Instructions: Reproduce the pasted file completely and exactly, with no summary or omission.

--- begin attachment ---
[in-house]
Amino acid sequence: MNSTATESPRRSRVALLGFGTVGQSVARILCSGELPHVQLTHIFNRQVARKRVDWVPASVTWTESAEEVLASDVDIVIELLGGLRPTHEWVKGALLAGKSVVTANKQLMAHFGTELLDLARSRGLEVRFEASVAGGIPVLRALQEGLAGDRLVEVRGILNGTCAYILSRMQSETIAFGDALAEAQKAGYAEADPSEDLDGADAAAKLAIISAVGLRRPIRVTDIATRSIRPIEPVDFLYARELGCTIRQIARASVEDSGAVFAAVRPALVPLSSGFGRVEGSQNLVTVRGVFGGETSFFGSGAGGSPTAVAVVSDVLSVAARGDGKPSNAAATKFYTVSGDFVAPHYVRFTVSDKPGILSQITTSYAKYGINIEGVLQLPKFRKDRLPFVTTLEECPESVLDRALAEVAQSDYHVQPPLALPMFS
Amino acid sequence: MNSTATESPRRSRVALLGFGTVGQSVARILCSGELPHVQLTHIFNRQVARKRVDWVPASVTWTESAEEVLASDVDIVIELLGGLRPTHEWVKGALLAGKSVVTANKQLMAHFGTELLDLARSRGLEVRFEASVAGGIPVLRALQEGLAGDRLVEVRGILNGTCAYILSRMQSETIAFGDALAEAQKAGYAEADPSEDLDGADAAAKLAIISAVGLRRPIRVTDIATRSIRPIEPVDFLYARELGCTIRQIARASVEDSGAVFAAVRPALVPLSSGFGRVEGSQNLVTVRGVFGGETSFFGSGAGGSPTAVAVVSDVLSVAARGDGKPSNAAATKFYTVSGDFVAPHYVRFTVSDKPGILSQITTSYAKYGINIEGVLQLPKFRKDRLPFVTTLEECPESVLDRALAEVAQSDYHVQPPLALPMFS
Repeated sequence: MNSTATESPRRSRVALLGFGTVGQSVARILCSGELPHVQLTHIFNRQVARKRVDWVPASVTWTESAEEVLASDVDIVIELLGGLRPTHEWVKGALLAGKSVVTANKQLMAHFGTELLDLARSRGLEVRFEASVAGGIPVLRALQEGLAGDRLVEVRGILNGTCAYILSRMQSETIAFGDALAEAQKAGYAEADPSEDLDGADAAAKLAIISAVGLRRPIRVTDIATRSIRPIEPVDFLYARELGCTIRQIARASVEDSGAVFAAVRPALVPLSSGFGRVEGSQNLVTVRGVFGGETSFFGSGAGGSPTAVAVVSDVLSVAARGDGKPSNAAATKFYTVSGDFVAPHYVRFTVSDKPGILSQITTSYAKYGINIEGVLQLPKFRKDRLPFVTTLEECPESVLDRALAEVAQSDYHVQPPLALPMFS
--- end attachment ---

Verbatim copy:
[in-house]
Amino acid sequence: MNSTATESPRRSRVALLGFGTVGQSVARILCSGELPHVQLTHIFNRQVARKRVDWVPASVTWTESAEEVLASDVDIVIELLGGLRPTHEWVKGALLAGKSVVTANKQLMAHFGTELLDLARSRGLEVRFEASVAGGIPVLRALQEGLAGDRLVEVRGILNGTCAYILSRMQSETIAFGDALAEAQKAGYAEADPSEDLDGADAAAKLAIISAVGLRRPIRVTDIATRSIRPIEPVDFLYARELGCTIRQIARASVEDSGAVFAAVRPALVPLSSGFGRVEGSQNLVTVRGVFGGETSFFGSGAGGSPTAVAVVSDVLSVAARGDGKPSNAAATKFYTVSGDFVAPHYVRFTVSDKPGILSQITTSYAKYGINIEGVLQLPKFRKDRLPFVTTLEECPESVLDRALAEVAQSDYHVQPPLALPMFS
Amino acid sequence: MNSTATESPRRSRVALLGFGTVGQSVARILCSGELPHVQLTHIFNRQVARKRVDWVPASVTWTESAEEVLASDVDIVIELLGGLRPTHEWVKGALLAGKSVVTANKQLMAHFGTELLDLARSRGLEVRFEASVAGGIPVLRALQEGLAGDRLVEVRGILNGTCAYILSRMQSETIAFGDALAEAQKAGYAEADPSEDLDGADAAAKLAIISAVGLRRPIRVTDIATRSIRPIEPVDFLYARELGCTIRQIARASVEDSGAVFAAVRPALVPLSSGFGRVEGSQNLVTVRGVFGGETSFFGSGAGGSPTAVAVVSDVLSVAARGDGKPSNAAATKFYTVSGDFVAPHYVRFTVSDKPGILSQITTSYAKYGINIEGVLQLPKFRKDRLPFVTTLEECPESVLDRALAEVAQSDYHVQPPLALPMFS
Repeated sequence: MNSTATESPRRSRVALLGFGTVGQSVARILCSGELPHVQLTHIFNRQVARKRVDWVPASVTWTESAEEVLASDVDIVIELLGGLRPTHEWVKGALLAGKSVVTANKQLMAHFGTELLDLARSRGLEVRFEASVAGGIPVLRALQEGLAGDRLVEVRGILNGTCAYILSRMQSETIAFGDALAEAQKAGYAEADPSEDLDGADAAAKLAIISAVGLRRPIRVTDIATRSIRPIEPVDFLYARELGCTIRQIARASVEDSGAVFAAVRPALVPLSSGFGRVEGSQNLVTVRGVFGGETSFFGSGAGGSPTAVAVVSDVLSVAARGDGKPSNAAATKFYTVSGDFVAPHYVRFTVSDKPGILSQITTSYAKYGINIEGVLQLPKFRKDRLPFVTTLEECPESVLDRALAEVAQSDYHVQPPLALPMFS